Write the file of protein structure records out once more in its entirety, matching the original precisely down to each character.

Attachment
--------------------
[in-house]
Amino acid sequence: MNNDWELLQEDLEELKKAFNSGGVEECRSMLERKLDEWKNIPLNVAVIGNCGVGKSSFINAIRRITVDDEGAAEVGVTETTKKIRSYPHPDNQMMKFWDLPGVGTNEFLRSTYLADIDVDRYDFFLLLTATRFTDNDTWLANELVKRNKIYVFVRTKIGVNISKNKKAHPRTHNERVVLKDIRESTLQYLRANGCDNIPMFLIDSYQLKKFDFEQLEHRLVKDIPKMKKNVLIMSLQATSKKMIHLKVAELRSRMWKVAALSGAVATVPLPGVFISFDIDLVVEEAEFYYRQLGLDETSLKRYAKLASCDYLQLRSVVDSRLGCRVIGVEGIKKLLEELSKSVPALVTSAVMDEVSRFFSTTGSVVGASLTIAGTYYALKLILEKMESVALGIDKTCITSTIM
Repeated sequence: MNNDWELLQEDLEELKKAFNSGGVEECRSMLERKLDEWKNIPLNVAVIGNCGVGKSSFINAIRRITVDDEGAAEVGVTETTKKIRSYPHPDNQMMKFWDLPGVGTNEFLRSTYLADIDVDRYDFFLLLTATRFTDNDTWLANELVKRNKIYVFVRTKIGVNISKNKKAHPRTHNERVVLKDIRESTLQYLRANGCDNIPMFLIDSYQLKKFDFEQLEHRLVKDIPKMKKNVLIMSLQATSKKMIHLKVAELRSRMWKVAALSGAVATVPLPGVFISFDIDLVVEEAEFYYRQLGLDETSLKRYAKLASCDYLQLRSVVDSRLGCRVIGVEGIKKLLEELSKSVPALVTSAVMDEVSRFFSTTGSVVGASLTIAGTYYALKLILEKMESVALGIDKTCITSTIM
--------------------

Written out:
[in-house]
Amino acid sequence: MNNDWELLQEDLEELKKAFNSGGVEECRSMLERKLDEWKNIPLNVAVIGNCGVGKSSFINAIRRITVDDEGAAEVGVTETTKKIRSYPHPDNQMMKFWDLPGVGTNEFLRSTYLADIDVDRYDFFLLLTATRFTDNDTWLANELVKRNKIYVFVRTKIGVNISKNKKAHPRTHNERVVLKDIRESTLQYLRANGCDNIPMFLIDSYQLKKFDFEQLEHRLVKDIPKMKKNVLIMSLQATSKKMIHLKVAELRSRMWKVAALSGAVATVPLPGVFISFDIDLVVEEAEFYYRQLGLDETSLKRYAKLASCDYLQLRSVVDSRLGCRVIGVEGIKKLLEELSKSVPALVTSAVMDEVSRFFSTTGSVVGASLTIAGTYYALKLILEKMESVALGIDKTCITSTIM
Repeated sequence: MNNDWELLQEDLEELKKAFNSGGVEECRSMLERKLDEWKNIPLNVAVIGNCGVGKSSFINAIRRITVDDEGAAEVGVTETTKKIRSYPHPDNQMMKFWDLPGVGTNEFLRSTYLADIDVDRYDFFLLLTATRFTDNDTWLANELVKRNKIYVFVRTKIGVNISKNKKAHPRTHNERVVLKDIRESTLQYLRANGCDNIPMFLIDSYQLKKFDFEQLEHRLVKDIPKMKKNVLIMSLQATSKKMIHLKVAELRSRMWKVAALSGAVATVPLPGVFISFDIDLVVEEAEFYYRQLGLDETSLKRYAKLASCDYLQLRSVVDSRLGCRVIGVEGIKKLLEELSKSVPALVTSAVMDEVSRFFSTTGSVVGASLTIAGTYYALKLILEKMESVALGIDKTCITSTIM